Wearable tech is gaining traction today with millions of users globally taking advantage of their smart rings, pendants, watches, glasses and fitness trackers. Experts are optimistic about the future of wearable gadgets, too: for instance, eMarketer predicts the number of people to own a wearable in 2018 will grow to over 81,7 million from 39,5 million in 2015. However, as was highlighted at this year's World Economic Forum in Davos, we should anticipate some new tech trends soon and implantable technology is one of them. According to expert predictions, top 3 trends to catch on by 2023 are: implantable tech, human vision as a new interface and a pocket super computer.

That being said, it's quite possible that by 2023 wearable gadgets will be replaced by implantables, a new generation of smart devices to be embedded under our skin to make health and personal data tracking experiences even more personalized and never-ending.

I've reviewed some of the most possible implantable use cases and gadgets that will revolutionize smart technologies as we know them today.

Smart chips and tattoos

Just like wearable tech, implantable electronics rely fully on a set of chips available for effective data transmission. For instance, back in 2014, artist Anthony Antonellis got a RFID-chip embedded under his hand skin to secure copyright of his works. This chip stores 1 kb of data and is readable by any compatible smartphone, tablet, card reader and the Arduino microcontroller.

‘It’s usually used for privacy, and I’m using it for a public purpose, which is to distribute artwork,’ Mr. Antonellis told Animal NY.

Mr. Antonellis isn’t the first to explore future interactions between technology and our bodies in this way. Amal Graafstra, a famous tech entrepreneur, got 2 RFID-chips implanted in his both hands and he liked it so much that launched his own company called Dangerous Things that manufactures and sells sets for DIY chip embedding. These chips are fully compatible with smart devices and can be programmed to fulfill certain tasks such as open the door, turn off PC, etc. Some of the chips produced by Dangerous Things can be implanted to the finger which allows user to unlock gadgets and enter passwords by finger-pointing only.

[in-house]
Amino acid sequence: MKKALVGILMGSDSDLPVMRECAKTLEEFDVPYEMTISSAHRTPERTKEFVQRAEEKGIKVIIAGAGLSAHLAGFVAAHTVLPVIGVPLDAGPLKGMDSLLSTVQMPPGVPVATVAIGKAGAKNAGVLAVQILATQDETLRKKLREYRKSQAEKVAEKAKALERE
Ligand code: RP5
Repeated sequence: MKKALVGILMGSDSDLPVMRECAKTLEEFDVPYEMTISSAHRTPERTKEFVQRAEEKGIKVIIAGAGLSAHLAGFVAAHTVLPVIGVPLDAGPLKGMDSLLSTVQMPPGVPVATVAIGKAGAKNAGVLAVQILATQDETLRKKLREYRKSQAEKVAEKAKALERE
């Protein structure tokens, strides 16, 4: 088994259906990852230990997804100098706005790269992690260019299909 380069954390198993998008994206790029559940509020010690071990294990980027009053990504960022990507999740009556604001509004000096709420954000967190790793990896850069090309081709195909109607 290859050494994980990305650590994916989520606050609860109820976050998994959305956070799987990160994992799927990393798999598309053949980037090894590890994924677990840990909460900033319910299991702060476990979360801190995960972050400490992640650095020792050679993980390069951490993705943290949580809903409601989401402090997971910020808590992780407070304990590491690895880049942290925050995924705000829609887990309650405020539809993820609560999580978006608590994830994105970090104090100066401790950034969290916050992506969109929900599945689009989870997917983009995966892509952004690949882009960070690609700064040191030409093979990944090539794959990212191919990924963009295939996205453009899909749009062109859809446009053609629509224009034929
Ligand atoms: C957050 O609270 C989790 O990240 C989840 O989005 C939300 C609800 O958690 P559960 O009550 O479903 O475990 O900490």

implantable app development

Image source: igate.com.ua

Digital smart tattoos are based on the same principle: now Google is working on digital tattoos that will connect to smartphones or game consoles and serve as alternatives to many fitness trackers and other devices that collect biometric data.

Biomagnet and magnet headphones

Biomagnets are becoming more popular among people that like modifying their bodies. Implanted to the finger or underneath the palm skin, such biomagnets let users feel a magnetic field or manipulate tiny iron objects. Such a smart implant can be very useful for people working with tiny mechanisms as it'll help avoid loss of small details.

Magnets can also serve as headphones. In 2013, an American Rich Lee implanted such magnets into his ears and now uses them as earphones that ensure a very high sound quality. Magnetic coil that Lee wears around his neck as a decoration acts as a sensor that transmits signal to implantables.

Compass and fitness tracker

Software engineer Tim Cannon built and implanted in his hand a new smart gadget called Circadia. Just like a fitness tracker, Circadia monitors user health parameters and helps them solve their issues depending on their current health state. For example, if Cannon is tired, Circadia connects to his smart house and prepares a bathroom for him. However, size is Circadia's biggest demerit now. When implanted in hand, the chip looks like a big rectangular box protruding from under the skin. So, Tim Cannon isn't likely to have many followers unless he adds better usability to the chip's design.

implantable tech

Image source: igate.com.ua

Last summer, NorthStar began to perform in-hand implantation of a smart compass that consists of 5 light-emitting diodes and is fully operated by magnet.

To conclude with, all of the above-mentioned devices look more like exotic gimmicks for enthusiasts of human cyborgization. There won't be any implantable tech boom until we have truly reliable smart devices such as neurointerfaces. DARPA is currently developing a new technology that would enable interaction between the human brain and an external computing device. Known as Neural Engineering System Design, the project aims to build a neurointerface that will look like a miniature biosensor implanted in the human brain and will be able to simultaneously interact with a million neurons.

As implantables go mainstream, app developers will be challenged to come up with innovative approaches to designing invisible interfaces and building apps with proper usability for implantable gadgets. So, it'll be another way to revolutionize app development, won't it?

Do you have a wearable app project idea and need professional assistance with estimation, specs, prototyping, design, software development and testing?
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Vik is our Brand Journalist and Head of Online Marketing / PR with 11+ years of international experience in IT B2B. He's also a guest blog contributor to Business2community, SitePoint, Journal of mHealth, Wearable Valley and other IT portals. You can contact him directly on LinkedIn.

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